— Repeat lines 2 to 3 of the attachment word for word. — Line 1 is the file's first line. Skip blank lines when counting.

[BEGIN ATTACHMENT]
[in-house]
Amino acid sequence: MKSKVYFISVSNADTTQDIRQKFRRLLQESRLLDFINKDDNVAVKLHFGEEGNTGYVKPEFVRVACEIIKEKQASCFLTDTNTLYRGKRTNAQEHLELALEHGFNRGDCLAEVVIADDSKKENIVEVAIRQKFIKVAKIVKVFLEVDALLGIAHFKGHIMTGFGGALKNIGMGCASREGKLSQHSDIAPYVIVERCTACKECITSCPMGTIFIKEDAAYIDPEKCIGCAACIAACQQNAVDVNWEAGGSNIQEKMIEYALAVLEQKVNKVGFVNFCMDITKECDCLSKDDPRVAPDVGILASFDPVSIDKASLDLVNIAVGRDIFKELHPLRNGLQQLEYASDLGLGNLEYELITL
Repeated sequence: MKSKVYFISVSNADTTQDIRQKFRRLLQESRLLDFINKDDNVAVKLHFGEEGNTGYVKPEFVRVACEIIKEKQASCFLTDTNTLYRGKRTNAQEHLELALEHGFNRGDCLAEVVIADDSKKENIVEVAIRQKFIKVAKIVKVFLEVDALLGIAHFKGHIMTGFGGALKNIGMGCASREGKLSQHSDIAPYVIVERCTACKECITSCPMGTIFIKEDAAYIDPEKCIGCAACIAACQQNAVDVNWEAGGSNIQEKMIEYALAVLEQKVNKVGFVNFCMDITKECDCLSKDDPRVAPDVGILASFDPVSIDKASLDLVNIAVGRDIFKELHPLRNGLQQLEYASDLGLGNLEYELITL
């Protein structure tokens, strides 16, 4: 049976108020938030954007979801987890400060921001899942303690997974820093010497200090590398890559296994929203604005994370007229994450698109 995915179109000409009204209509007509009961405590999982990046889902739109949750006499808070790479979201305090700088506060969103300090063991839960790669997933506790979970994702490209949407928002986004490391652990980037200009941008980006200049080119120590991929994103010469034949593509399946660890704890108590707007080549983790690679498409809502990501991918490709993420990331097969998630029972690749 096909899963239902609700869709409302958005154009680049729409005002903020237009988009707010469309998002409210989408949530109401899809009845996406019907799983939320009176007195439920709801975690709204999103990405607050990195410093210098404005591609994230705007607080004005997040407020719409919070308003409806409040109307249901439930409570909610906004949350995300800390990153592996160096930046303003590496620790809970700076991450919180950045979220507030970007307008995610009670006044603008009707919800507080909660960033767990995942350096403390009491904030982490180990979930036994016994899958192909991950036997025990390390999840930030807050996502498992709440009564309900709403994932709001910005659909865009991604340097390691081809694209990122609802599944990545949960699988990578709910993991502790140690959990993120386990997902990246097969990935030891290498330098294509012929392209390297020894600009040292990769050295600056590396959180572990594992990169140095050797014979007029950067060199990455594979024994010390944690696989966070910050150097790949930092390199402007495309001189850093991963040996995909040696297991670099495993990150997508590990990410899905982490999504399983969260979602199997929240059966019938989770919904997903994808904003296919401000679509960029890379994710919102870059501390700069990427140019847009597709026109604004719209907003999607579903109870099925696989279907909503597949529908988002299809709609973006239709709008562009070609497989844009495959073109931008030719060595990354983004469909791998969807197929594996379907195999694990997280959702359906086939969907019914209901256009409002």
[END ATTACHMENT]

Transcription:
Amino acid sequence: MKSKVYFISVSNADTTQDIRQKFRRLLQESRLLDFINKDDNVAVKLHFGEEGNTGYVKPEFVRVACEIIKEKQASCFLTDTNTLYRGKRTNAQEHLELALEHGFNRGDCLAEVVIADDSKKENIVEVAIRQKFIKVAKIVKVFLEVDALLGIAHFKGHIMTGFGGALKNIGMGCASREGKLSQHSDIAPYVIVERCTACKECITSCPMGTIFIKEDAAYIDPEKCIGCAACIAACQQNAVDVNWEAGGSNIQEKMIEYALAVLEQKVNKVGFVNFCMDITKECDCLSKDDPRVAPDVGILASFDPVSIDKASLDLVNIAVGRDIFKELHPLRNGLQQLEYASDLGLGNLEYELITL
Repeated sequence: MKSKVYFISVSNADTTQDIRQKFRRLLQESRLLDFINKDDNVAVKLHFGEEGNTGYVKPEFVRVACEIIKEKQASCFLTDTNTLYRGKRTNAQEHLELALEHGFNRGDCLAEVVIADDSKKENIVEVAIRQKFIKVAKIVKVFLEVDALLGIAHFKGHIMTGFGGALKNIGMGCASREGKLSQHSDIAPYVIVERCTACKECITSCPMGTIFIKEDAAYIDPEKCIGCAACIAACQQNAVDVNWEAGGSNIQEKMIEYALAVLEQKVNKVGFVNFCMDITKECDCLSKDDPRVAPDVGILASFDPVSIDKASLDLVNIAVGRDIFKELHPLRNGLQQLEYASDLGLGNLEYELITL